Subject: AGE: Timor accused (Tavares) tears up military deal
Timor accused tears up military deal By Matthew Moore Indonesia Correspondent
May 22, 2004
The most senior of the former militia commanders in East Timor has torn up an agreement with the Indonesian army to leave the border area in West Timor.
He is building a house within sight of the country where he is wanted for murder.
Joao Tavares, described by UN war crimes prosecutors as the East Timor Supreme Militia Commander, left the West Timor border town of Atambua last August under a deal that the European Community funded.
According to UN and military sources involved in getting Tavares out of the sensitive border region, the militia commander agreed to live far away in Yogyakarta, Java, for two years as part of a plan to reduce the tensions his activities were causing.
But when The Age visited Atambua this week, Tavares was in the final stages of building a house to replace the one the Indonesian military bought from him last year with money the European Union provided.
He said he spent seven months in Yogyakarta and returned to Atambua around March.
While admitting he had sold his Atambua house to the military, he denied he signed an agreement put to him.
"The agreement was made by the danrem (regional commander) but when they asked me and my wife to sign it, we refused," he said.
But Colonel Moeswarno Moesanip (the danrem) said yesterday from Kupang, several hundred kilometres from Atambua, that Tavares had signed the agreement and he (the colonel) had a copy.
"He's just gone back to Atambua to visit his mother-in-law... there's no way he can stay in Atambua, his ID card says he lives in Yogya and his pension is paid there," he said.
Tavares said he would stay in Atambua for good and was spending around $A130,000 on one of the biggest houses in the town. He expects to move into the house in a month.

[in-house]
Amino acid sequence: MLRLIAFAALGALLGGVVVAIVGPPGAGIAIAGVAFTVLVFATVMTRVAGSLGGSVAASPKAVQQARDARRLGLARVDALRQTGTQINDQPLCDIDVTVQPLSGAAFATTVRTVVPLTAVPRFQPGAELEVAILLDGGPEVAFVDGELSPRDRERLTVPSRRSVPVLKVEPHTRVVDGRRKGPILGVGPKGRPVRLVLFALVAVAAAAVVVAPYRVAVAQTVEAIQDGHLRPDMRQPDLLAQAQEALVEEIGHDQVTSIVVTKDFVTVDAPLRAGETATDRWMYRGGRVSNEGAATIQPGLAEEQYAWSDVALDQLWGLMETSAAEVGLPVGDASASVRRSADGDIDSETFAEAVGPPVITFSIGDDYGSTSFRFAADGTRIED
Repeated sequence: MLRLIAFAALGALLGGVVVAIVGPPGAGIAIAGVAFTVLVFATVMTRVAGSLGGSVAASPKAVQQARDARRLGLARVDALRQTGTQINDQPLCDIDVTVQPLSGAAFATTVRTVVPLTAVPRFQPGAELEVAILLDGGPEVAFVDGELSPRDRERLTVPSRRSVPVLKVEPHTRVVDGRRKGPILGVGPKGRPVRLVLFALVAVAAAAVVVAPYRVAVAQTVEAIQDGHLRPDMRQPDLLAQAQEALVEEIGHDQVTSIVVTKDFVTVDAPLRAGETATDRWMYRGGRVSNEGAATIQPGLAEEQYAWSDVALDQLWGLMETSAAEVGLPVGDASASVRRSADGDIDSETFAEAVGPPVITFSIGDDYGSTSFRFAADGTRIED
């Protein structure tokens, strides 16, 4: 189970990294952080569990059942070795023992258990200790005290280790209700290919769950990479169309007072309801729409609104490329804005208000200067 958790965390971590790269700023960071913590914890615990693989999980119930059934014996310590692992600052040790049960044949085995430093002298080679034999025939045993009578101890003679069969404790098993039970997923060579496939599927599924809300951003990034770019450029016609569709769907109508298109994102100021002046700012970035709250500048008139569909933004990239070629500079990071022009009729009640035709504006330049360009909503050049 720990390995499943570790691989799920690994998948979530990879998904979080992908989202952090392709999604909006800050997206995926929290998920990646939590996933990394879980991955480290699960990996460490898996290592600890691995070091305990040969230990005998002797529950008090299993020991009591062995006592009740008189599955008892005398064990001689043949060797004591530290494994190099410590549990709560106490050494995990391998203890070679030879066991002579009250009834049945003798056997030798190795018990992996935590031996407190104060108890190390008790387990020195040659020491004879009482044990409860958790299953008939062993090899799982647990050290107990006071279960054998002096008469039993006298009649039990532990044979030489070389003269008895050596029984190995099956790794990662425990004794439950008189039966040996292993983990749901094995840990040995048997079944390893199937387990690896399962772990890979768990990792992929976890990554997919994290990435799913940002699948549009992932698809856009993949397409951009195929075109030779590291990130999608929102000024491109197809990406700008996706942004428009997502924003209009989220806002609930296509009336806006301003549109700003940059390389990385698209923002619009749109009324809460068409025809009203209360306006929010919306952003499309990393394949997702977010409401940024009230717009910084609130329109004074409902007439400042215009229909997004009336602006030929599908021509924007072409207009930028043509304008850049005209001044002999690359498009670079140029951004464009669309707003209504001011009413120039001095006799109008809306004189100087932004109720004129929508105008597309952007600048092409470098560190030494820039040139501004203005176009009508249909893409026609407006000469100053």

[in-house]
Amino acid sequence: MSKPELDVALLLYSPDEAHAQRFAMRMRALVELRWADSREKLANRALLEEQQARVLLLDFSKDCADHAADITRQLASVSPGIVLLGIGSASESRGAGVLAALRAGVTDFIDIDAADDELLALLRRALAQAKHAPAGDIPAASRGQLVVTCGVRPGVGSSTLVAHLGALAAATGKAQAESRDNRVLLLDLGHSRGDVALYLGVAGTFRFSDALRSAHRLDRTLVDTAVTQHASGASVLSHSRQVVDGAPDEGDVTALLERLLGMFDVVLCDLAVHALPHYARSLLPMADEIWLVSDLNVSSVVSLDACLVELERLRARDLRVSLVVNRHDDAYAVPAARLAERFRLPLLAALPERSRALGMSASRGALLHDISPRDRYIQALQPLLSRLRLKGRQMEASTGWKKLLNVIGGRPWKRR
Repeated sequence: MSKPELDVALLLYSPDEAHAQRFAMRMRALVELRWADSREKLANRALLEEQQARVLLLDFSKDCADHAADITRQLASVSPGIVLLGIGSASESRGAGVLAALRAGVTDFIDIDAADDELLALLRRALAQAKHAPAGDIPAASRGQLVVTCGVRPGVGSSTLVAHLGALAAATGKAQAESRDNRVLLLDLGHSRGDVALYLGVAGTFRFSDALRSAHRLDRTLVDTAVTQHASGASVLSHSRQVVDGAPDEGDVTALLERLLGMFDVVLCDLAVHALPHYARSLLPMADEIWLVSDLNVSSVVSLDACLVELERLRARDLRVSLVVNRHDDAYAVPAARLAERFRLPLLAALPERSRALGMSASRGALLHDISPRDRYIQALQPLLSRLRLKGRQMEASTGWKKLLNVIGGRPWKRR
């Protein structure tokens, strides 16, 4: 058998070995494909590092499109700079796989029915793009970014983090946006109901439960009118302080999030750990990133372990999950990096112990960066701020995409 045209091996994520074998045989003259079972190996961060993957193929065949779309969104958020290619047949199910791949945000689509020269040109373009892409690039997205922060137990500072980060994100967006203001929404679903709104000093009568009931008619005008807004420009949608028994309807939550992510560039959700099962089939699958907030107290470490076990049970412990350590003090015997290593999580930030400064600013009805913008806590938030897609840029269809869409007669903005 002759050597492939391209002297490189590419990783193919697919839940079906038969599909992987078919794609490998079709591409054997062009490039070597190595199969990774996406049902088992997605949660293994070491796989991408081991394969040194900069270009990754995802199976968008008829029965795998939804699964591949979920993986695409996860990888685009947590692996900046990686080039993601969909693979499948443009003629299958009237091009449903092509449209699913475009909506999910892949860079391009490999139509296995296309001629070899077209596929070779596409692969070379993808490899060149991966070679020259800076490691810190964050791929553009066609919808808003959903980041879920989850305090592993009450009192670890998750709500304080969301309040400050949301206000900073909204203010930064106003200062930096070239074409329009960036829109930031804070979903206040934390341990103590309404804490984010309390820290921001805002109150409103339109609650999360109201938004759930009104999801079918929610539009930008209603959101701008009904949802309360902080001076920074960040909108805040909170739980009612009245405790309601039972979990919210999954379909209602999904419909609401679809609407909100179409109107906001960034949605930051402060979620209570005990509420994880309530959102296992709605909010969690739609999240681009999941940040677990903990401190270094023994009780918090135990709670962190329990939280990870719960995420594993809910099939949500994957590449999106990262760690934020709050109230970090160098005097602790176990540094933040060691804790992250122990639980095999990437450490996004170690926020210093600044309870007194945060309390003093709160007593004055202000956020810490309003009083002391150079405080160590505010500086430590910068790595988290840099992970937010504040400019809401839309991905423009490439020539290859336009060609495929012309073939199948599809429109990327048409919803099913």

"I'm an Indonesian citizen, I can go anywhere in the world, to the USA or Australia or without reporting to anyone," he said.
Just over the border, Tavares has been indicted twice for crimes against humanity including murder and torture and could be arrested if he left Indonesia.
UN-funded prosecutors allege he ordered the killing of one of three men murdered in Poega village on April 12, 1999. He is also one of 57 people charged with 14 counts of crimes against the civilian population in Bobonaro District between May and September 1999.
Tavares said he had come back to Atambua after unknown people smashed down his door and assaulted his guard at his Yogyakarta house.
At 72, he said he was an old man and was no longer interested in the notorious activities for which he is known.
"I don't want to create problems, it just makes a headache," he said. "It's better to chase pretty women and make love than fight wars."
Tavares' return to the border region is certain to be raised with the Indonesian military by the UN High Commissioner for Refugees and the UN's East Timor peacekeeping forces, who were unaware that Tavares had reneged on the deal they helped strike.
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